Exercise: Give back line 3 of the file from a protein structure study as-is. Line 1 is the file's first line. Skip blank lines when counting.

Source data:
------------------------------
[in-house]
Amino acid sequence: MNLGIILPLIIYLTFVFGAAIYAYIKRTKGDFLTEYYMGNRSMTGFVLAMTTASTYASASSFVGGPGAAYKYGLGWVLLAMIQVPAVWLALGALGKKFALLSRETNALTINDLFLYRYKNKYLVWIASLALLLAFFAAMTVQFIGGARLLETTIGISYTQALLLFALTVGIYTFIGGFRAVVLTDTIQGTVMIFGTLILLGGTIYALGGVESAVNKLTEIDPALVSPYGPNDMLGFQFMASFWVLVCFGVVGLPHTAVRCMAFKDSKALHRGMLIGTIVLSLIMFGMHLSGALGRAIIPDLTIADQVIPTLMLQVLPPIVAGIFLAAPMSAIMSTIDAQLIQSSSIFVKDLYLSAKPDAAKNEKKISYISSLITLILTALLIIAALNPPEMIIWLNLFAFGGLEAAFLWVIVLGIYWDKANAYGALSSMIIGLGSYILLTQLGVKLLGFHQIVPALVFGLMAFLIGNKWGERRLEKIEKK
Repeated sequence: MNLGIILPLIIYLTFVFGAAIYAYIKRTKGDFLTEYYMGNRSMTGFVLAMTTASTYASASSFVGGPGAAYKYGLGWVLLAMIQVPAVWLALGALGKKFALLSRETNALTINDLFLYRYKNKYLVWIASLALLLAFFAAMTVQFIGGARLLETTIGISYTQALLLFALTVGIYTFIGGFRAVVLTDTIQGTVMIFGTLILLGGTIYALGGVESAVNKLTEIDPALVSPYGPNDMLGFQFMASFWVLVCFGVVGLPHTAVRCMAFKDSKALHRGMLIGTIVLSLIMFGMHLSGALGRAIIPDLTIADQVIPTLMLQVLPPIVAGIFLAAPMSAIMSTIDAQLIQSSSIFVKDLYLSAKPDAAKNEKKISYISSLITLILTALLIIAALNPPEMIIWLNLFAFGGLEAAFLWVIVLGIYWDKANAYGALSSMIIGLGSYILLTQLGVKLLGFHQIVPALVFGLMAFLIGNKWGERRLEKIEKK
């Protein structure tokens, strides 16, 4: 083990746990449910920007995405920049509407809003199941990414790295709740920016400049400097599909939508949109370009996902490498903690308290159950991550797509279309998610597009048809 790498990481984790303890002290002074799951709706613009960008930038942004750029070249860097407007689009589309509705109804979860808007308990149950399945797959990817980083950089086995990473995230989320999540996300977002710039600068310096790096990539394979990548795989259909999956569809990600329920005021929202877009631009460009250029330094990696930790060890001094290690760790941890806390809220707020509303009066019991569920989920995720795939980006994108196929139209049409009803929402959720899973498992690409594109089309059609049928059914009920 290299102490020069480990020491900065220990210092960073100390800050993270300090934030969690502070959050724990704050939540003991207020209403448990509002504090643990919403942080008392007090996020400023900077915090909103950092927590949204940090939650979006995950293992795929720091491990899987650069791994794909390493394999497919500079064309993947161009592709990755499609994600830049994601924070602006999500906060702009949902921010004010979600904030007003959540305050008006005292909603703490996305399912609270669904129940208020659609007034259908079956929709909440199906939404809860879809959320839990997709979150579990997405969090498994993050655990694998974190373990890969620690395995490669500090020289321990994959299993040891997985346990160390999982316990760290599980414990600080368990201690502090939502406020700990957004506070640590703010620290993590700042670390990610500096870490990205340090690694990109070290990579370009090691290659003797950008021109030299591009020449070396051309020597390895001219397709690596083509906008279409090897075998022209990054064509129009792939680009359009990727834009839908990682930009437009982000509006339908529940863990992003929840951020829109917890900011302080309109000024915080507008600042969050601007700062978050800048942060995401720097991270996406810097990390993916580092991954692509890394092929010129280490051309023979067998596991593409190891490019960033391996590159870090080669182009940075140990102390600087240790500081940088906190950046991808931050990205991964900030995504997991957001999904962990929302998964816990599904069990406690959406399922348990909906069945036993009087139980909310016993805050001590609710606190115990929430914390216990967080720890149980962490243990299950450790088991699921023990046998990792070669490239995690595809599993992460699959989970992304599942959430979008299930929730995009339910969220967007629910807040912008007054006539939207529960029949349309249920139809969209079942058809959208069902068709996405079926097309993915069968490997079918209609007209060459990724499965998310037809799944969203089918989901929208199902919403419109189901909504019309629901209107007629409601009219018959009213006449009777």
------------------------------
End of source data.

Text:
Repeated sequence: MNLGIILPLIIYLTFVFGAAIYAYIKRTKGDFLTEYYMGNRSMTGFVLAMTTASTYASASSFVGGPGAAYKYGLGWVLLAMIQVPAVWLALGALGKKFALLSRETNALTINDLFLYRYKNKYLVWIASLALLLAFFAAMTVQFIGGARLLETTIGISYTQALLLFALTVGIYTFIGGFRAVVLTDTIQGTVMIFGTLILLGGTIYALGGVESAVNKLTEIDPALVSPYGPNDMLGFQFMASFWVLVCFGVVGLPHTAVRCMAFKDSKALHRGMLIGTIVLSLIMFGMHLSGALGRAIIPDLTIADQVIPTLMLQVLPPIVAGIFLAAPMSAIMSTIDAQLIQSSSIFVKDLYLSAKPDAAKNEKKISYISSLITLILTALLIIAALNPPEMIIWLNLFAFGGLEAAFLWVIVLGIYWDKANAYGALSSMIIGLGSYILLTQLGVKLLGFHQIVPALVFGLMAFLIGNKWGERRLEKIEKK